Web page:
Take a closer look:   Make sure you select ‘M’ mode on the steering wheel when you first drive a 1 Series M Coupé, it makes a huge difference to the responsiveness and outright squirt-ability of the car and arguably results in a more relaxing car to drive quickly.

BMW 1 Series M Coupe

  • Steering and confidence at the wheel (7 out of 10)

    One of the most important attributes of any high-performance car is how it feels to steer under throttle and at speed, a car which is nervous or unpredictable when turning into a corner will be slower (and a lot less enjoyable) than one who’s steering and chassis response inspires confidence.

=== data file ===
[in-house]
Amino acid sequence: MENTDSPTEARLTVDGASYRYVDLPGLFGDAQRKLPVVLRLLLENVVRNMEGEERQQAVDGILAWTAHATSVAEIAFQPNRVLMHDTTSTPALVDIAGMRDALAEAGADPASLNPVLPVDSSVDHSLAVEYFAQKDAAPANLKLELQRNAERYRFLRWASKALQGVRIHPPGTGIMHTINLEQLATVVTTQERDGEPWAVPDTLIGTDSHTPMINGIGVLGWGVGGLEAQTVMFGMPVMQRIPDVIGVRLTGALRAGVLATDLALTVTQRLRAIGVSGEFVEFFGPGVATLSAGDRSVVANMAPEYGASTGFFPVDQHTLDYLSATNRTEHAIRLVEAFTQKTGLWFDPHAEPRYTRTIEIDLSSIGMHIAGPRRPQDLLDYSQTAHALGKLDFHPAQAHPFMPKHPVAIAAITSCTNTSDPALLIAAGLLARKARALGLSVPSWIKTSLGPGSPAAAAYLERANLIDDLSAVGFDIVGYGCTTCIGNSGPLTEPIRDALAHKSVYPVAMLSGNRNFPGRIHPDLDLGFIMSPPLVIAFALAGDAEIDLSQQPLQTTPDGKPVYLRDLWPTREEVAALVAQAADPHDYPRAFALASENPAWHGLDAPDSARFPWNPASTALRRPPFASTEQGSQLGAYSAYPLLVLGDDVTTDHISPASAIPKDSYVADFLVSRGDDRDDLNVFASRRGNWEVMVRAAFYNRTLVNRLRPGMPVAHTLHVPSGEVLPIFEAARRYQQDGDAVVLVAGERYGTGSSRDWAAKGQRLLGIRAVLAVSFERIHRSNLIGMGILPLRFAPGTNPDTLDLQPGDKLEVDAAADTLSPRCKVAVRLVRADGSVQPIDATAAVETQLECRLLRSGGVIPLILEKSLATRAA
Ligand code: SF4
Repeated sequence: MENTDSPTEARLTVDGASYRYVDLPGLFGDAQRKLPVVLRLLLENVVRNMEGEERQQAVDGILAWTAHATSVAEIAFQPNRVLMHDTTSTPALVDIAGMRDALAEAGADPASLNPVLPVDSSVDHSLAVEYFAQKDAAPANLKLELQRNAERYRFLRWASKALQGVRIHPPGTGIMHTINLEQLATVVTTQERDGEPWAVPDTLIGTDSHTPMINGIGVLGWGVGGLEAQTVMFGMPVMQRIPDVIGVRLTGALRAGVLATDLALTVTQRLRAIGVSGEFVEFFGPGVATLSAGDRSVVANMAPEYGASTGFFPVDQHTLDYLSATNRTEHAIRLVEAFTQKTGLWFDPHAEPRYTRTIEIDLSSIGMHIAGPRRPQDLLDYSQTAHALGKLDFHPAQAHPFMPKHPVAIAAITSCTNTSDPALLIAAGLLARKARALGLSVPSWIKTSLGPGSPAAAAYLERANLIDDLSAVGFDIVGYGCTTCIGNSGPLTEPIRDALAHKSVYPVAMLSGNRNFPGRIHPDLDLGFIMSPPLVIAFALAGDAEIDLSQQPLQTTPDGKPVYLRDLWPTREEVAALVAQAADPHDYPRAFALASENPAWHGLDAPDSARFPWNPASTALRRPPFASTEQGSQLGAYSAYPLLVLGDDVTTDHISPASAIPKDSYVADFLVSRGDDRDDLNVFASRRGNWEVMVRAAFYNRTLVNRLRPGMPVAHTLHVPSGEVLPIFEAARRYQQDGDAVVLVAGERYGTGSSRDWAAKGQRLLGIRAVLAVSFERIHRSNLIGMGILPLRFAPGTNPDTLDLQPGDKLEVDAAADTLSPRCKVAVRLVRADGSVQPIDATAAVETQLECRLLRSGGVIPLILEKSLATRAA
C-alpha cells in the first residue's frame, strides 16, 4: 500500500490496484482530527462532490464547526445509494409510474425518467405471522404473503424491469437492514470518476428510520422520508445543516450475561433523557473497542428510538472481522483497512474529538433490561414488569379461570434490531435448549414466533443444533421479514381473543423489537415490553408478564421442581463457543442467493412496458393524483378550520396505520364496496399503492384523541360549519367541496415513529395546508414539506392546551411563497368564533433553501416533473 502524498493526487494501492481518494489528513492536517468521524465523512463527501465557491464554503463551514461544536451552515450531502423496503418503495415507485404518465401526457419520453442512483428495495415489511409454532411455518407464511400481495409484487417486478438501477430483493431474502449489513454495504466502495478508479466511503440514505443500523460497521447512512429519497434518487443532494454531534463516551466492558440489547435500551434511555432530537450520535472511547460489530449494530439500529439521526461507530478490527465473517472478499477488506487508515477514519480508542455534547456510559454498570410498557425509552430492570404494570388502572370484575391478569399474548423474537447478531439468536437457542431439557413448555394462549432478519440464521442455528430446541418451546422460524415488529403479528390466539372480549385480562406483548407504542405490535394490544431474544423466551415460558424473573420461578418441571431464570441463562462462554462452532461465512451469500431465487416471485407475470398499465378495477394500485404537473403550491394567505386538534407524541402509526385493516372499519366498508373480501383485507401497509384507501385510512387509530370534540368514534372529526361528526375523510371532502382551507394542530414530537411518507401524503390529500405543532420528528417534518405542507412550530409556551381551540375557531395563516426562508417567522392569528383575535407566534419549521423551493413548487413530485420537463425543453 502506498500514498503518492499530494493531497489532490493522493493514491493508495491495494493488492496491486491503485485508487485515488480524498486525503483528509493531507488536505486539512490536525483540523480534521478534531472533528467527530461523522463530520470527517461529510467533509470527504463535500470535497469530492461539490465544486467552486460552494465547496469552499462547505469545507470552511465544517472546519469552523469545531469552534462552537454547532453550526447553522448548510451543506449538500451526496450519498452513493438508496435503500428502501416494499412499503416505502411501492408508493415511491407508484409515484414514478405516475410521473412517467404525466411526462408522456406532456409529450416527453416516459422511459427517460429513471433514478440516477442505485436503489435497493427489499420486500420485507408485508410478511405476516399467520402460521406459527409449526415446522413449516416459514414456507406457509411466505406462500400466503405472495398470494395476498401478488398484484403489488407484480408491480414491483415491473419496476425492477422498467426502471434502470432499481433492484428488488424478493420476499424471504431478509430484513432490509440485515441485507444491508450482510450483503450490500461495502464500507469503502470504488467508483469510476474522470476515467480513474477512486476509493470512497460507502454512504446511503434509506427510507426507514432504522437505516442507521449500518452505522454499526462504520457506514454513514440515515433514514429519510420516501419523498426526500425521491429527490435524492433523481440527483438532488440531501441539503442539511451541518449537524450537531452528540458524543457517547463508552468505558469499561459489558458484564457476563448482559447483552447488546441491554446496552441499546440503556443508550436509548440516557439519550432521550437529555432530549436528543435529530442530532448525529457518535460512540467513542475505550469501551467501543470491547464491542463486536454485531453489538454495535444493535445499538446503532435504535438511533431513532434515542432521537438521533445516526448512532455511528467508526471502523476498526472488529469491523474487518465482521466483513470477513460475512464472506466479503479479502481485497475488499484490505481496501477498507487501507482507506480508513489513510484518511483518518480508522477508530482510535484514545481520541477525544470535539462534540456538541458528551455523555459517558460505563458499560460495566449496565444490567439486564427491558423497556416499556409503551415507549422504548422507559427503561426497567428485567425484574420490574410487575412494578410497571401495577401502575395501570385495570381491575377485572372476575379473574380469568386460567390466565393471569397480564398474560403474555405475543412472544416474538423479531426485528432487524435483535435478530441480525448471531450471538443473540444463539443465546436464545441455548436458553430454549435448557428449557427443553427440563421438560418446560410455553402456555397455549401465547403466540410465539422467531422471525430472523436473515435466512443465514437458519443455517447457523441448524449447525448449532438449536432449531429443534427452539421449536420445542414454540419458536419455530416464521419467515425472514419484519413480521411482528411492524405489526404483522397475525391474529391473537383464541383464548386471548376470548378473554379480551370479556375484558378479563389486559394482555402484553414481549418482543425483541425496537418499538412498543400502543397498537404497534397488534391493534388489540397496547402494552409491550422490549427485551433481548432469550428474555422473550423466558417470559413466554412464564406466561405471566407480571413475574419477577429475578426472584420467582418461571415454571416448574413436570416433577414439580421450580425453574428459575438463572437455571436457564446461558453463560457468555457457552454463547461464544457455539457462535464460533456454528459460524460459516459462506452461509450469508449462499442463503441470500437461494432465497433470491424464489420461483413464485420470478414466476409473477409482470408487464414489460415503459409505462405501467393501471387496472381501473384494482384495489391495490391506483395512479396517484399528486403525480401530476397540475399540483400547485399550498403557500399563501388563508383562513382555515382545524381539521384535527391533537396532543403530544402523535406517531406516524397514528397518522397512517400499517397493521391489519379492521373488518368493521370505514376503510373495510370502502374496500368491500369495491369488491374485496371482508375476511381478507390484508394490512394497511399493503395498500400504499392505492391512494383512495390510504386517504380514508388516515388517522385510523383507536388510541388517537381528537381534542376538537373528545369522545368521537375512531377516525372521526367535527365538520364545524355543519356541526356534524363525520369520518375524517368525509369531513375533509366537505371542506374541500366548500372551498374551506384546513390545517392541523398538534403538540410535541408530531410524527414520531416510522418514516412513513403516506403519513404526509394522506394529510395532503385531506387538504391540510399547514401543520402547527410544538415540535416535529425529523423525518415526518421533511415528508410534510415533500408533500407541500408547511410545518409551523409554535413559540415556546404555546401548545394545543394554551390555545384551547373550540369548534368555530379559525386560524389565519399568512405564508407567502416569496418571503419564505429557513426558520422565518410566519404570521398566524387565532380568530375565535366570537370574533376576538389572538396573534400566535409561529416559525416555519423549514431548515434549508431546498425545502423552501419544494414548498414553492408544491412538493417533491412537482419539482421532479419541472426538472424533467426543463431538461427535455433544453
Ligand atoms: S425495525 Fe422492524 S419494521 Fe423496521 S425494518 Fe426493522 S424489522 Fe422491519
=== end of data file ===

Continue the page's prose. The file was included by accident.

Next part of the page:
Of all the 1 Series M Coupé’s many capabilities, I found this to be its least impressive. The steering provides plenty of feel and response for those lairy roundabout moments, but at speed beginning that turn into a corner there’s a slight looseness to the first degree or two of input which is initially disconcerting. The solution is to turn in progressively but confidently, overcoming any slight vagueness and enabling the 1M’s well planted front end to start feeding back those reassuring signs of composure.

    Over the 300 miles or so of our test, my confidence grew and the 1M proved to be an indecently quick tool across the fast and twisty highland roads around Inverness. More telling is how this confidence remained throughout the day, on both wet and dry roads and every conceivable road surface – a 400 bhp rear-wheel drive car that remains rewarding and fun on wet roads is a good car indeed. Very good.